Museum Seeks Permanent Home


For all its makeshift venues, the Long Beach Heritage Museum was never meant to be a roadshow.

Owner and curator Ken Larkey hoped he had found a permanent home for his accumulation of Long Beach memorabilia when he opened the museum in a downtown storefront in 1971. Paying only $50 a month rent, it came as no surprise a year and a half later when he was forced out to make room for a boutique.

Another storefront nearby at 3rd Street and Elm Avenue looked like a good home, too. And for 20 years, it was. But that building was condemned in 1994.


The city’s Redevelopment Agency soon took pity upon Larkey and his collection, offering free storage a few blocks away at a vacant camera shop.

Alas, the museum’s welcome has run out once again: The agency plans to move in a 99-seat theater at the site, and two weeks ago sent Larkey an eviction notice.

Larkey, 68 and retired, says he cannot afford rent beyond what he pays to store some of the more valuable memorabilia at a separate, cramped space elsewhere in the city. If pressed to move the museum’s larger displays, he said, he would probably offer them for auction.

Among the items at the East Broadway building are an antique switchboard from a Long Beach hotel long since demolished, pews from one of the city’s first churches and a display detailing the operation of the city’s original dairies.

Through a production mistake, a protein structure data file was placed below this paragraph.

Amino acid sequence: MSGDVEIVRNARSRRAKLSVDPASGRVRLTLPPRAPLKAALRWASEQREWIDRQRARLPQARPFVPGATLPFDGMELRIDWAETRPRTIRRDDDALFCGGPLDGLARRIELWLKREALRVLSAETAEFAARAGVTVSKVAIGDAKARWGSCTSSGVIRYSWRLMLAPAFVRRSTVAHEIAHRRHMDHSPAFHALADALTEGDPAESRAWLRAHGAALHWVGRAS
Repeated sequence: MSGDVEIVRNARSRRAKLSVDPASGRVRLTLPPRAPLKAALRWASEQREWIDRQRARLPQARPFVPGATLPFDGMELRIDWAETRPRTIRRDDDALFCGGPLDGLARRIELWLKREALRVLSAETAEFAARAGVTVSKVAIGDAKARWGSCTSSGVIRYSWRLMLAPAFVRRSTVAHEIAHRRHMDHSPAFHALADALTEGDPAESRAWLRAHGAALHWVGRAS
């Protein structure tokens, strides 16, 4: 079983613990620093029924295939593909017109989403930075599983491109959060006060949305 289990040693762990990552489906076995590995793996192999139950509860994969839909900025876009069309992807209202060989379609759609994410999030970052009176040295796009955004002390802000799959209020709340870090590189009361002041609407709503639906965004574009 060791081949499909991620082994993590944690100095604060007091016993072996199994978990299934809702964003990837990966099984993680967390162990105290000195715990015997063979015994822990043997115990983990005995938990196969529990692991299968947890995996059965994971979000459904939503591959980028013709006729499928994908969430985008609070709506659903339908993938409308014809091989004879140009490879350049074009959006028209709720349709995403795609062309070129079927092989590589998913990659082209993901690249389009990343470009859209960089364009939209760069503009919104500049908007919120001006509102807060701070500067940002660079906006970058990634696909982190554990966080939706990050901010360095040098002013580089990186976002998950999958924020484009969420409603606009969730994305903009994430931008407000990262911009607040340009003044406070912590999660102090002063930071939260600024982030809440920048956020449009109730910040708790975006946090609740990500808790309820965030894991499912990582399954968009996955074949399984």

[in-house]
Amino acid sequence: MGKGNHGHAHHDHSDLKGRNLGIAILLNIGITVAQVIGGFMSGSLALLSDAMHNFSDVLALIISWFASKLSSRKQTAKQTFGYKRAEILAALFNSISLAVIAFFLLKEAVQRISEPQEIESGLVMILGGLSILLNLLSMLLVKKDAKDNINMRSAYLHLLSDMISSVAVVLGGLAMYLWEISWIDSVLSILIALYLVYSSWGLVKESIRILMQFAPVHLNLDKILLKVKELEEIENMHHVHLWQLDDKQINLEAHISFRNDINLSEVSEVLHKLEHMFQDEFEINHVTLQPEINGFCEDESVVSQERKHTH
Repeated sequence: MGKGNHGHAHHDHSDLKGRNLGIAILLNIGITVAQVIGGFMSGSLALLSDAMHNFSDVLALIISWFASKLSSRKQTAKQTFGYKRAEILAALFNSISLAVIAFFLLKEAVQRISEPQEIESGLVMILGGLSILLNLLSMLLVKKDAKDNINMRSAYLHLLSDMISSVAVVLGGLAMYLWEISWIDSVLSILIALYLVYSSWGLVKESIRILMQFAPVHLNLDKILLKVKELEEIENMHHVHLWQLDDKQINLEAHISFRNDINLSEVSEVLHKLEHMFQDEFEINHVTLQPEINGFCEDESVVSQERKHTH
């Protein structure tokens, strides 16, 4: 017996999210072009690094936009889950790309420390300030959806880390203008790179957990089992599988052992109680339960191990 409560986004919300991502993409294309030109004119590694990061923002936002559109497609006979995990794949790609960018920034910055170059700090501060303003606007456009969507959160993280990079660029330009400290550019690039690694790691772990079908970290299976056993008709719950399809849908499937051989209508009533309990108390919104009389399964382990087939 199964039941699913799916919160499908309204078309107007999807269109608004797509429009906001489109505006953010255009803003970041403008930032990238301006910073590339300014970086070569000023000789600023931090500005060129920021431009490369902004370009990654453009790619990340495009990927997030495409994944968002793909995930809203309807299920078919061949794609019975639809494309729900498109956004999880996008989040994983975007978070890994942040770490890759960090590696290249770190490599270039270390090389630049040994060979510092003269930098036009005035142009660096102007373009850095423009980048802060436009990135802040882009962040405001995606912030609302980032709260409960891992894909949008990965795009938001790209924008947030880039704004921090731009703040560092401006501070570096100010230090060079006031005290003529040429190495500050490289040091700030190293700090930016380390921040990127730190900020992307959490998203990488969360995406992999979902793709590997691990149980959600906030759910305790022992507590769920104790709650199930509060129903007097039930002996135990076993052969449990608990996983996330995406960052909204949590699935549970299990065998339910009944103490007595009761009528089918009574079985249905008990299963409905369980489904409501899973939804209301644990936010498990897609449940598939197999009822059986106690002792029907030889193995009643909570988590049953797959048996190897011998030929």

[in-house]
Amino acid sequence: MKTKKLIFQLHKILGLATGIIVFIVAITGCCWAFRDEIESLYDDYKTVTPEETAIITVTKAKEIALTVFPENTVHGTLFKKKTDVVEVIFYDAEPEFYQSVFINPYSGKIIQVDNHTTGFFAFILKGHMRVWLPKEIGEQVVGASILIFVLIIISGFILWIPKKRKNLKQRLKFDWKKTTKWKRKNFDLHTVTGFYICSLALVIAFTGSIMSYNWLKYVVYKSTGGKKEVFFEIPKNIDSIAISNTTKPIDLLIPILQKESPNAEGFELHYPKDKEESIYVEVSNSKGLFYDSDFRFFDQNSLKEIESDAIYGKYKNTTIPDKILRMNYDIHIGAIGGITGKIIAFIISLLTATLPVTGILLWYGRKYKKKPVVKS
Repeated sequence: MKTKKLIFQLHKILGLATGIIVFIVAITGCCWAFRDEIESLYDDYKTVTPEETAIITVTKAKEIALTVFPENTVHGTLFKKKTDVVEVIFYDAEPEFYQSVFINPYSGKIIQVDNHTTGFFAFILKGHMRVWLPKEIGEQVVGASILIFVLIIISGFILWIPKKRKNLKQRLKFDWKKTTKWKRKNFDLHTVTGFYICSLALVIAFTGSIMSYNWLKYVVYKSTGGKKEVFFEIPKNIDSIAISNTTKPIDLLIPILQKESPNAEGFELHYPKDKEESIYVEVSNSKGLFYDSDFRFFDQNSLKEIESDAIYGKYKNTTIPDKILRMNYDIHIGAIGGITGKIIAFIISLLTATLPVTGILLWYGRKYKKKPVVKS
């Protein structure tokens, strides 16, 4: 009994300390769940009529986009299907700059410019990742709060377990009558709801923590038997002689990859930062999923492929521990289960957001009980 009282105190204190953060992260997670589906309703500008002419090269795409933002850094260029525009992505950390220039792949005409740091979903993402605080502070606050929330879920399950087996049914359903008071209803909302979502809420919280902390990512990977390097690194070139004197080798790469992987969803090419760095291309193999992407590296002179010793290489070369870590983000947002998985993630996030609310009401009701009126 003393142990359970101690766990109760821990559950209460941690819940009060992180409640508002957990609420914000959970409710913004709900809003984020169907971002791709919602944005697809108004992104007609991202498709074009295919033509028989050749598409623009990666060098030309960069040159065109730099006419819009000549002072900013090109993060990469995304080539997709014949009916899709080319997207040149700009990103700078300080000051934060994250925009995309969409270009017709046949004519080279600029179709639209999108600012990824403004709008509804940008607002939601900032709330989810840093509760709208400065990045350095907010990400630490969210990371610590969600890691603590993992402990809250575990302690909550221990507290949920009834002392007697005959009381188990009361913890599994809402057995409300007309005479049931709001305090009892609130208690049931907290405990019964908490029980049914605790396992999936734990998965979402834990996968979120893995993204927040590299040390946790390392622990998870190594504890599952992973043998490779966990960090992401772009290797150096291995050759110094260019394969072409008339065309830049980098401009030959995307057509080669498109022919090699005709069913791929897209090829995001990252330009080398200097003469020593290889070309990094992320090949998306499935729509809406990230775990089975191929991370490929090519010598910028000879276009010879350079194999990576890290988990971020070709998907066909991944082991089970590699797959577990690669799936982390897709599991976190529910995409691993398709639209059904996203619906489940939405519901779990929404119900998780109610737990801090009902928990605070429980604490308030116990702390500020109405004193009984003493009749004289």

Barbara Barnes, former president of the Long Beach Historical Society, said the city would lose many treasures if those items were sold.

“[Larkey] has got a lot of wonderful things,” Barnes said. While the Historical Society displays a few of his relics at its office on Pine Street, “We don’t have that much space.”

They may find help in City Hall. City Councilman Doug Drummond said he may ask city staff to seek donations or space from local businesses willing to support such a museum.

“I would love to open a museum,” Drummond said. “I look at Long Beach as the largest city in America without a historical museum and I think it’s a shame.”

For more information call Ken Larkey at: (310) 433-4156.